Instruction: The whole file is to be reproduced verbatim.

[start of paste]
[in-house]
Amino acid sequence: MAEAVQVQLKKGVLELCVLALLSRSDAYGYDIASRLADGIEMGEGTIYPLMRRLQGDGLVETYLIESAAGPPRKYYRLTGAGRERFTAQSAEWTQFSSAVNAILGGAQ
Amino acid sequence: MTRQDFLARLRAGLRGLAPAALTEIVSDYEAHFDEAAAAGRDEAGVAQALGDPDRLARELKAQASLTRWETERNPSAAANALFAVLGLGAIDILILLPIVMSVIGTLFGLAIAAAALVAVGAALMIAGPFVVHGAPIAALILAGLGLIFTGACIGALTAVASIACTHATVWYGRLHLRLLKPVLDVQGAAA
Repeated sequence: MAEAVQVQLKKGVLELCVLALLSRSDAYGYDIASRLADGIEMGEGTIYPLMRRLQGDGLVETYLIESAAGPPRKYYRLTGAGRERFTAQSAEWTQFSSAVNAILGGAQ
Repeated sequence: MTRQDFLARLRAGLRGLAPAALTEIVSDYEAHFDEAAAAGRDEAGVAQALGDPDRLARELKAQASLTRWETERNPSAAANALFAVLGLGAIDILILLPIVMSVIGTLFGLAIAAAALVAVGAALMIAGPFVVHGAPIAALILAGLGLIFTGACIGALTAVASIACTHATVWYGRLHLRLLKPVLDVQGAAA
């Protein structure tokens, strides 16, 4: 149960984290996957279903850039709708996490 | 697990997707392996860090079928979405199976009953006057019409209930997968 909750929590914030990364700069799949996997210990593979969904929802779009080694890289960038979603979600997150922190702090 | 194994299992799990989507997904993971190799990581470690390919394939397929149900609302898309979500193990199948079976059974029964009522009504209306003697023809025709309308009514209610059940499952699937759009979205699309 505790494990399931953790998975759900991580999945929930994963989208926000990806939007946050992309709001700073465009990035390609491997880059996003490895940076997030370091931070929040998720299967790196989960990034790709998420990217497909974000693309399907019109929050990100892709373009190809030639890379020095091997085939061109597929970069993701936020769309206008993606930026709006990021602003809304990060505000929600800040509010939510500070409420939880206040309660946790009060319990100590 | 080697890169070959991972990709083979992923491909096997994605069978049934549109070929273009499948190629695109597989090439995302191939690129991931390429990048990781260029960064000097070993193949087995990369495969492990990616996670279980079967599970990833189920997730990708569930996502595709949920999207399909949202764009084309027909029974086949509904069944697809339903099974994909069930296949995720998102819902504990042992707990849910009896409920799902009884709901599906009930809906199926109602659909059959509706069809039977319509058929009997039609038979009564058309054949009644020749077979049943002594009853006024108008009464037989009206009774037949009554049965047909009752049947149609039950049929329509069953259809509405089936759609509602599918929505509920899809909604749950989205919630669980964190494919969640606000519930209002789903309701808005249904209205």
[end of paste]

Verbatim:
[in-house]
Amino acid sequence: MAEAVQVQLKKGVLELCVLALLSRSDAYGYDIASRLADGIEMGEGTIYPLMRRLQGDGLVETYLIESAAGPPRKYYRLTGAGRERFTAQSAEWTQFSSAVNAILGGAQ
Amino acid sequence: MTRQDFLARLRAGLRGLAPAALTEIVSDYEAHFDEAAAAGRDEAGVAQALGDPDRLARELKAQASLTRWETERNPSAAANALFAVLGLGAIDILILLPIVMSVIGTLFGLAIAAAALVAVGAALMIAGPFVVHGAPIAALILAGLGLIFTGACIGALTAVASIACTHATVWYGRLHLRLLKPVLDVQGAAA
Repeated sequence: MAEAVQVQLKKGVLELCVLALLSRSDAYGYDIASRLADGIEMGEGTIYPLMRRLQGDGLVETYLIESAAGPPRKYYRLTGAGRERFTAQSAEWTQFSSAVNAILGGAQ
Repeated sequence: MTRQDFLARLRAGLRGLAPAALTEIVSDYEAHFDEAAAAGRDEAGVAQALGDPDRLARELKAQASLTRWETERNPSAAANALFAVLGLGAIDILILLPIVMSVIGTLFGLAIAAAALVAVGAALMIAGPFVVHGAPIAALILAGLGLIFTGACIGALTAVASIACTHATVWYGRLHLRLLKPVLDVQGAAA
């Protein structure tokens, strides 16, 4: 149960984290996957279903850039709708996490 | 697990997707392996860090079928979405199976009953006057019409209930997968 909750929590914030990364700069799949996997210990593979969904929802779009080694890289960038979603979600997150922190702090 | 194994299992799990989507997904993971190799990581470690390919394939397929149900609302898309979500193990199948079976059974029964009522009504209306003697023809025709309308009514209610059940499952699937759009979205699309 505790494990399931953790998975759900991580999945929930994963989208926000990806939007946050992309709001700073465009990035390609491997880059996003490895940076997030370091931070929040998720299967790196989960990034790709998420990217497909974000693309399907019109929050990100892709373009190809030639890379020095091997085939061109597929970069993701936020769309206008993606930026709006990021602003809304990060505000929600800040509010939510500070409420939880206040309660946790009060319990100590 | 080697890169070959991972990709083979992923491909096997994605069978049934549109070929273009499948190629695109597989090439995302191939690129991931390429990048990781260029960064000097070993193949087995990369495969492990990616996670279980079967599970990833189920997730990708569930996502595709949920999207399909949202764009084309027909029974086949509904069944697809339903099974994909069930296949995720998102819902504990042992707990849910009896409920799902009884709901599906009930809906199926109602659909059959509706069809039977319509058929009997039609038979009564058309054949009644020749077979049943002594009853006024108008009464037989009206009774037949009554049965047909009752049947149609039950049929329509069953259809509405089936759609509602599918929505509920899809909604749950989205919630669980964190494919969640606000519930209002789903309701808005249904209205």